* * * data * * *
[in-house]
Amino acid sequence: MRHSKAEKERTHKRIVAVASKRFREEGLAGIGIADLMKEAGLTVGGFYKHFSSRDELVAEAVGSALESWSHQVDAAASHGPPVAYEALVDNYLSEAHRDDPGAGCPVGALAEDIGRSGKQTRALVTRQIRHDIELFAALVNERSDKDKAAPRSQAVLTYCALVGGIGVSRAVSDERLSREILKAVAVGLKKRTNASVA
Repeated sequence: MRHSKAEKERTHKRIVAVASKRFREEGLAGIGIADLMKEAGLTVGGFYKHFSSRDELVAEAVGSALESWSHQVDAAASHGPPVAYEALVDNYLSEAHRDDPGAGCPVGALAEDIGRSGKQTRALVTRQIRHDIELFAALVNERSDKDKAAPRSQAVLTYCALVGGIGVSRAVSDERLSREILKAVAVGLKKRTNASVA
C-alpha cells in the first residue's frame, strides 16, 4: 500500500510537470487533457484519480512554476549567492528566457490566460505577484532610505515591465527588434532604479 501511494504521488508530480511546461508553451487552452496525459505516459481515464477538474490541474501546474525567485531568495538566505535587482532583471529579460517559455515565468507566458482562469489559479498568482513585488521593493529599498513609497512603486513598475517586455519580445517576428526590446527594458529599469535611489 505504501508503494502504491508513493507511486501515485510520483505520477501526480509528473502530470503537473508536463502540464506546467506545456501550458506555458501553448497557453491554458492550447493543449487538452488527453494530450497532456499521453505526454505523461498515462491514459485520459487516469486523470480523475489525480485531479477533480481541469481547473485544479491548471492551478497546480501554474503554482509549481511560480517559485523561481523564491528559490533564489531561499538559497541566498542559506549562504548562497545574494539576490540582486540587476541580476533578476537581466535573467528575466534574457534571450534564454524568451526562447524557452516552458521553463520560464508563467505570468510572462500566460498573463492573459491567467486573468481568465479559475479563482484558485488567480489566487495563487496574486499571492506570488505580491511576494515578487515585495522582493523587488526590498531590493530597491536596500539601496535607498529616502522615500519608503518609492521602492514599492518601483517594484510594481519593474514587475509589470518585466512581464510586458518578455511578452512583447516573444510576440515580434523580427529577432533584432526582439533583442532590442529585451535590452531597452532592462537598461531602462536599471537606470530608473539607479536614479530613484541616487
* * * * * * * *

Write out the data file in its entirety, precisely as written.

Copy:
[in-house]
Amino acid sequence: MRHSKAEKERTHKRIVAVASKRFREEGLAGIGIADLMKEAGLTVGGFYKHFSSRDELVAEAVGSALESWSHQVDAAASHGPPVAYEALVDNYLSEAHRDDPGAGCPVGALAEDIGRSGKQTRALVTRQIRHDIELFAALVNERSDKDKAAPRSQAVLTYCALVGGIGVSRAVSDERLSREILKAVAVGLKKRTNASVA
Repeated sequence: MRHSKAEKERTHKRIVAVASKRFREEGLAGIGIADLMKEAGLTVGGFYKHFSSRDELVAEAVGSALESWSHQVDAAASHGPPVAYEALVDNYLSEAHRDDPGAGCPVGALAEDIGRSGKQTRALVTRQIRHDIELFAALVNERSDKDKAAPRSQAVLTYCALVGGIGVSRAVSDERLSREILKAVAVGLKKRTNASVA
C-alpha cells in the first residue's frame, strides 16, 4: 500500500510537470487533457484519480512554476549567492528566457490566460505577484532610505515591465527588434532604479 501511494504521488508530480511546461508553451487552452496525459505516459481515464477538474490541474501546474525567485531568495538566505535587482532583471529579460517559455515565468507566458482562469489559479498568482513585488521593493529599498513609497512603486513598475517586455519580445517576428526590446527594458529599469535611489 505504501508503494502504491508513493507511486501515485510520483505520477501526480509528473502530470503537473508536463502540464506546467506545456501550458506555458501553448497557453491554458492550447493543449487538452488527453494530450497532456499521453505526454505523461498515462491514459485520459487516469486523470480523475489525480485531479477533480481541469481547473485544479491548471492551478497546480501554474503554482509549481511560480517559485523561481523564491528559490533564489531561499538559497541566498542559506549562504548562497545574494539576490540582486540587476541580476533578476537581466535573467528575466534574457534571450534564454524568451526562447524557452516552458521553463520560464508563467505570468510572462500566460498573463492573459491567467486573468481568465479559475479563482484558485488567480489566487495563487496574486499571492506570488505580491511576494515578487515585495522582493523587488526590498531590493530597491536596500539601496535607498529616502522615500519608503518609492521602492514599492518601483517594484510594481519593474514587475509589470518585466512581464510586458518578455511578452512583447516573444510576440515580434523580427529577432533584432526582439533583442532590442529585451535590452531597452532592462537598461531602462536599471537606470530608473539607479536614479530613484541616487